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be extremely prominent, about ten or fifteen feet above all the parts of the building which are the nearest to it. We may add, that a conductor should always be carried into the earth some feet beyond the foundation of the building, and, if possible, termi aten water.

The safest situation during a thunder-storm is the cellar, for when a person is below the surface of the earth, the lightning must strike it, and its force in all probability he expended before it can reach him. Dr Franklin advises persons apprehensive of lightning to sit in the || middle of a room, but not under a metal lustre, or any other conductor, and to place their fet up on another chair. He adds, that it will be still safer to lay two or three beds or matrasses in the middle of the room, and folding them double, to place the chairs upon them. A hammock suspended by silk cords, would be an improvement upon this apparatus. Persons in the fields should keep in the open parts and by all means avoid the too common practice of taking shelter under trees, by which many fatal accidents are from time to time occasioned.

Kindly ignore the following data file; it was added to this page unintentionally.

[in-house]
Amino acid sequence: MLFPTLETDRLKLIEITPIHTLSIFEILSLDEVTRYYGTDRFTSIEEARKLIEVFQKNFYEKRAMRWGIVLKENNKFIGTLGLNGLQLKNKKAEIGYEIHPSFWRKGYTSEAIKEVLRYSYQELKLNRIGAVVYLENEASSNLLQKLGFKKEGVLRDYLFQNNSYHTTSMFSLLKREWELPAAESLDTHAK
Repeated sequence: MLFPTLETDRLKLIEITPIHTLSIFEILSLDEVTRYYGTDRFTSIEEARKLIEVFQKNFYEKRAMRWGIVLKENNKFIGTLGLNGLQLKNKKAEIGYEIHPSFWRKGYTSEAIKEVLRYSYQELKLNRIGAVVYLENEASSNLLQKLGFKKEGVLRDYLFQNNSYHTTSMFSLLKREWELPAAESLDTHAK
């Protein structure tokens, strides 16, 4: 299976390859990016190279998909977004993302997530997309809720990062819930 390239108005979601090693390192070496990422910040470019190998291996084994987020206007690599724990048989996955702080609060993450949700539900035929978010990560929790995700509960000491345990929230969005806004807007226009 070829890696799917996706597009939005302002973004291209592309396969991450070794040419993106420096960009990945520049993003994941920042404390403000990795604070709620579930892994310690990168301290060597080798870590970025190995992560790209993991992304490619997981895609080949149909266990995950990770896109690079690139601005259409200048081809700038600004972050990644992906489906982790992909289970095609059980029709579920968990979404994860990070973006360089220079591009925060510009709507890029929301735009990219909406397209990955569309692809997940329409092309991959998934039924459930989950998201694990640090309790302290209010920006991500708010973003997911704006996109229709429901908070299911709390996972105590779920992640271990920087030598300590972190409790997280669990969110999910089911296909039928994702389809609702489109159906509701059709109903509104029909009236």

The most astonishing discovery ever made in that branch of science to which the consideration of this subject befongs, was that by which the celebrated Franklin demonstrated the perfect similarity, or rather identity of lightning and electricity. To this discovery he was led by comparing the effects of lightning with those of electricity, and by reflecting, that if two gun-barrels electrified will strike at two inches, and make a loud report, what must be the effect of ten thousand acres of electrified cloud. Not satisfied, however, with speculation, he constructed a kite with a pointed wire fixed upon it, which, during a thunder-storm, he contrived to send up into an electrical cloud. The wire attracted the lightning from the cloud; it descended through the kite along the hempen string, and was received by a key tied at the end; that part of the string which he held in his hand being of silk, that the electric virtue might stop when it came to the key At this key he charged phials, and from the fire thus obtained, he kindled spirits and per-leagues in a second, its effects may be regarded formed all the common electrical experiments. as instantaneous within any moderate distance. After the discovery Dr. Franklin constructed Sound, on the contrary, is transmitted only at an insulated rod to draw the lightning from the rate of 1,142 feet in the same time. By the atmosphere into his house, in order to en- observing therefore the time which intervenes able him to make experiments upon it. He between the flash and the thunder which follows also connected with it two bells, which gave it, a very accurate calculation may be made of bim notice, by ringing, when his rod was elec- its distance, and no better means can be retrified. This was the origin of the metallic commended for removing unnecessary appreconductors now in general use. heusions.